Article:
Living In Stereo Updated 2004.09.23
   These images are designed to be viewed by crossing the eyes TOWARDS each other -- the same thing you do with your eyes when you try to focus on something a few inches away from the bridge of your nose. This is the opposite of the Magic Eye technique, which requires you to try to "look through the picture." The cross-eyed approach makes it easier to bring together larger images. Most of these pictures are 1066x400 or 900x600 pixels, and are intended for 1280x1024 resolution. If you're of a less pixeled persuasion, images for 1024x768 resolution are available here.
 Family Room Home
   The easiest way to get the image in focus is to pick out an object in the picture which contrasts with its background. Cross your eyes and get the object in the two images to line up. Once you have them aligned, if you aren't in focus yet, try to treat the center image as if it were your actual vision. Concentrate on your object and bring it into focus. Once you have the image in focus, it may take a little while for your brain to figure out what the deal is. Be patient. Soon, foreground objects will start to pop out a little. Then you're right as rain.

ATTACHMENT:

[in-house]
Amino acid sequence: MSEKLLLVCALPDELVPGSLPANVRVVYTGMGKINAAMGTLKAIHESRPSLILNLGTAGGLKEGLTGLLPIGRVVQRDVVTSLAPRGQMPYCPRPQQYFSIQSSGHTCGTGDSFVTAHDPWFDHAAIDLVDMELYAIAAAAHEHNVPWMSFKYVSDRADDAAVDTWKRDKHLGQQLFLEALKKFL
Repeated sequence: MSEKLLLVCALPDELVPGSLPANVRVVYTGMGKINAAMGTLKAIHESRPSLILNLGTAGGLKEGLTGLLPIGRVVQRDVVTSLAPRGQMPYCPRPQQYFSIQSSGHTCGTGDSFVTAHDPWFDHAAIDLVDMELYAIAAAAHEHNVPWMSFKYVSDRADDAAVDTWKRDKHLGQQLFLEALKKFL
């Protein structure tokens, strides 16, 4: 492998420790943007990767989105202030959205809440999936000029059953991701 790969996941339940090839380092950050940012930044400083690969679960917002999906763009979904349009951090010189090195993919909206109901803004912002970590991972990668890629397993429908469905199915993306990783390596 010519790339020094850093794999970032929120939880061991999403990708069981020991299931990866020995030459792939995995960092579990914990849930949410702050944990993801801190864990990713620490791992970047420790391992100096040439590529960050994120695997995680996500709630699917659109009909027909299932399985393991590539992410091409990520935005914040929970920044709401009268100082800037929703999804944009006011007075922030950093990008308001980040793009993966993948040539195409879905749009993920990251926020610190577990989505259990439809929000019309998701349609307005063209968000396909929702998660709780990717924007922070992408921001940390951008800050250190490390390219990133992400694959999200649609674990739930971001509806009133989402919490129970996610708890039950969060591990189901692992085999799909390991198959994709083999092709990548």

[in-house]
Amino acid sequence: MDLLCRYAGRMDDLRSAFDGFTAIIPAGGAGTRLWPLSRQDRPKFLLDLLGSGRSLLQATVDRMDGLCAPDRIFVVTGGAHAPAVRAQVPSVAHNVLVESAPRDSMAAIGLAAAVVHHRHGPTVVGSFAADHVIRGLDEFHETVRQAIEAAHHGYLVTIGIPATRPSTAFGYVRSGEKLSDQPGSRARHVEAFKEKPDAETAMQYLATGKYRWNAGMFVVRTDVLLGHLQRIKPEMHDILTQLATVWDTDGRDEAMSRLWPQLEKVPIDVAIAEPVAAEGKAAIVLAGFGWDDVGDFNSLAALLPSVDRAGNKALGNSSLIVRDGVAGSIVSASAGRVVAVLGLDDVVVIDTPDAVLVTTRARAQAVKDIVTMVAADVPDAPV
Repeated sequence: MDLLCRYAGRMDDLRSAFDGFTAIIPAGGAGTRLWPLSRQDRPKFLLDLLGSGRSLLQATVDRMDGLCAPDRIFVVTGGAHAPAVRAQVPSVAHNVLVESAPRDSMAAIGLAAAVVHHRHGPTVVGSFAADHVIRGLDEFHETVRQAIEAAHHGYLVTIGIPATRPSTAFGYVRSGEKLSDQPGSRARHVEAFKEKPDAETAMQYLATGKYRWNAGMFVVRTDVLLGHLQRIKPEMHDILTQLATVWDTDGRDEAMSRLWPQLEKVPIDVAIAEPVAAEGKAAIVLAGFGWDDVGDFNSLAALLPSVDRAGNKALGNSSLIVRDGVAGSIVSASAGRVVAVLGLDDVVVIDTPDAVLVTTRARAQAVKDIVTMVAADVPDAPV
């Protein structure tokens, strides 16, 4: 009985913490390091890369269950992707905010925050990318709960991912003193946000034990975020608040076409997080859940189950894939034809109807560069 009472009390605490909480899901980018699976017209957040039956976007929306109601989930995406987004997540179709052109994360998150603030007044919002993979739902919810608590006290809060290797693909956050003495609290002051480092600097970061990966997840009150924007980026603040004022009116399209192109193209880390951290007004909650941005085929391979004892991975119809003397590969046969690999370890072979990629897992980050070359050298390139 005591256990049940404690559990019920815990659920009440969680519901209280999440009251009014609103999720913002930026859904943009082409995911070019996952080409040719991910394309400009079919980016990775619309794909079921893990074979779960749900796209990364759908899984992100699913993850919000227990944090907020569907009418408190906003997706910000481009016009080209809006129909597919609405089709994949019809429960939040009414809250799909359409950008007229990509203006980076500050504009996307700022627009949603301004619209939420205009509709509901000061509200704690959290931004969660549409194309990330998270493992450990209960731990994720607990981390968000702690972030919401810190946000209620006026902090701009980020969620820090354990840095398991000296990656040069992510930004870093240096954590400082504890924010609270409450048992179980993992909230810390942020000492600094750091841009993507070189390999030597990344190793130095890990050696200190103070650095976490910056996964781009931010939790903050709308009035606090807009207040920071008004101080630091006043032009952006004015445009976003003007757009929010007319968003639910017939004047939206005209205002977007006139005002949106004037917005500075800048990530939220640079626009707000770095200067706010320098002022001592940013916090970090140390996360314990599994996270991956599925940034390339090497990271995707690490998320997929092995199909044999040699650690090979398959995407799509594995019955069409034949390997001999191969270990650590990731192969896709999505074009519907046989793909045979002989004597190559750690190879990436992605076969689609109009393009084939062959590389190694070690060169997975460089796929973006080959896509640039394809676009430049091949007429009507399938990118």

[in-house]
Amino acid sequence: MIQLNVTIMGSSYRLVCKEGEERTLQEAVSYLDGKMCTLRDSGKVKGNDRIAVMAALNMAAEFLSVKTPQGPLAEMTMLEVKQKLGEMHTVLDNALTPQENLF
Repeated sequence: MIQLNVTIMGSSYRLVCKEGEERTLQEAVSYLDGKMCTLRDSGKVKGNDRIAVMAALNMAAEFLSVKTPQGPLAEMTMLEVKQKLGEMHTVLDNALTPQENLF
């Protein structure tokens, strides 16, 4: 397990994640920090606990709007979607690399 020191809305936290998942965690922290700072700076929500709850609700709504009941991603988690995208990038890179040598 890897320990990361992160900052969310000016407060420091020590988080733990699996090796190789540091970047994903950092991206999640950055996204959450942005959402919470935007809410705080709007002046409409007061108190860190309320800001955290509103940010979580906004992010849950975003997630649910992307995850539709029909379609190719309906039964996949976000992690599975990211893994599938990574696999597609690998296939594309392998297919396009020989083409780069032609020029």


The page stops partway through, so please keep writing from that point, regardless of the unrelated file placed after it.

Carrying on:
Living Room
• If you can't get the images to line up correctly, alter your vertical vantage point or tilt your head to the sides until they line up better.

• If your eyes feel strained, please sit back. The closest you should be is perhaps two feet from your screen, but you can get better results sitting back a little further.

• If you are staring at an object and it won't quite stay in focus, try glancing at a different part of the picture and looking back. This will let your eyes start fresh and yield better results.
 Bedroom 1
You may notice that in stereo the picture becomes sharper than the two originals. Compare this to looking at an eye chart. It may be fuzzy with either eye when the other is covered, but when you view the chart with both eyes open, it is clearer than with just one eye. When you get double the input, your brain can assemble a sharper image.
 Bedroom 2
PLEASE NOTE: Attempting to view these images too intensely may strain or dry out your eyes. If you are uncomfortable, take a break. After viewing the stereoscopic images for a few minutes, you may have trouble focusing straight for regular vision. This only lasts for a few minutes, so don't worry about it. But know this: I'm not going to take responsibility for any injuries caused by post-viewing clumsiness. Thank you and good day.
 Dining Room
 Front Yard
 Back Yard
 World War I Memorial
 World War II Memorial
 Japanese House
 William & Mary Campus
 Greg's Photos
 Neil's Photos